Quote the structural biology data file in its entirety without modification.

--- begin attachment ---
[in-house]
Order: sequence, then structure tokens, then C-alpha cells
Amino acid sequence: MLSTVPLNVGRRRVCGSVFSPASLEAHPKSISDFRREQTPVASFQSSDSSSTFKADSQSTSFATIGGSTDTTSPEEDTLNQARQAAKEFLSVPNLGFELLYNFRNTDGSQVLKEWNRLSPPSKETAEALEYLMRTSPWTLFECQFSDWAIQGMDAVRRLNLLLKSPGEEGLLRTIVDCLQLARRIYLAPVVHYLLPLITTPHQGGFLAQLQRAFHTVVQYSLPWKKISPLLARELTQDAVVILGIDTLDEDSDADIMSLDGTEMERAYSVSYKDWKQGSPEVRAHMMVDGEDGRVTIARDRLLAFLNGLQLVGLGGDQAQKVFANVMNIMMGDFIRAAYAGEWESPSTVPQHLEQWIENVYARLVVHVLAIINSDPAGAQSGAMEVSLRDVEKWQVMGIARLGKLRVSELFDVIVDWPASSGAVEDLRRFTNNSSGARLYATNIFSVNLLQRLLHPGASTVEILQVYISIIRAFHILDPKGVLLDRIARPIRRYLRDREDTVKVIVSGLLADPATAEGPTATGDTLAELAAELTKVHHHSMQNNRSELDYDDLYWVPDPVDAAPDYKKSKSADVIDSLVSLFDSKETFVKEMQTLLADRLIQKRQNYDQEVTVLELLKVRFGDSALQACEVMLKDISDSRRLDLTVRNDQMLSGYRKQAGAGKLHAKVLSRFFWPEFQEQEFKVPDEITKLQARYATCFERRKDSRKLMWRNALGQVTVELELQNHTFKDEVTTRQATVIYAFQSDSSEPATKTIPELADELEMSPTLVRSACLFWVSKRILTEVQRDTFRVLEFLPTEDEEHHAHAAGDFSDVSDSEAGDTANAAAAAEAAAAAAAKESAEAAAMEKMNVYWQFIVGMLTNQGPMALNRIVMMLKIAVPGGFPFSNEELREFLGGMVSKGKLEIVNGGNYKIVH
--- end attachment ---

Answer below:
[in-house]
Order: sequence, then structure tokens, then C-alpha cells
Amino acid sequence: MLSTVPLNVGRRRVCGSVFSPASLEAHPKSISDFRREQTPVASFQSSDSSSTFKADSQSTSFATIGGSTDTTSPEEDTLNQARQAAKEFLSVPNLGFELLYNFRNTDGSQVLKEWNRLSPPSKETAEALEYLMRTSPWTLFECQFSDWAIQGMDAVRRLNLLLKSPGEEGLLRTIVDCLQLARRIYLAPVVHYLLPLITTPHQGGFLAQLQRAFHTVVQYSLPWKKISPLLARELTQDAVVILGIDTLDEDSDADIMSLDGTEMERAYSVSYKDWKQGSPEVRAHMMVDGEDGRVTIARDRLLAFLNGLQLVGLGGDQAQKVFANVMNIMMGDFIRAAYAGEWESPSTVPQHLEQWIENVYARLVVHVLAIINSDPAGAQSGAMEVSLRDVEKWQVMGIARLGKLRVSELFDVIVDWPASSGAVEDLRRFTNNSSGARLYATNIFSVNLLQRLLHPGASTVEILQVYISIIRAFHILDPKGVLLDRIARPIRRYLRDREDTVKVIVSGLLADPATAEGPTATGDTLAELAAELTKVHHHSMQNNRSELDYDDLYWVPDPVDAAPDYKKSKSADVIDSLVSLFDSKETFVKEMQTLLADRLIQKRQNYDQEVTVLELLKVRFGDSALQACEVMLKDISDSRRLDLTVRNDQMLSGYRKQAGAGKLHAKVLSRFFWPEFQEQEFKVPDEITKLQARYATCFERRKDSRKLMWRNALGQVTVELELQNHTFKDEVTTRQATVIYAFQSDSSEPATKTIPELADELEMSPTLVRSACLFWVSKRILTEVQRDTFRVLEFLPTEDEEHHAHAAGDFSDVSDSEAGDTANAAAAAEAAAAAAAKESAEAAAMEKMNVYWQFIVGMLTNQGPMALNRIVMMLKIAVPGGFPFSNEELREFLGGMVSKGKLEIVNGGNYKIVH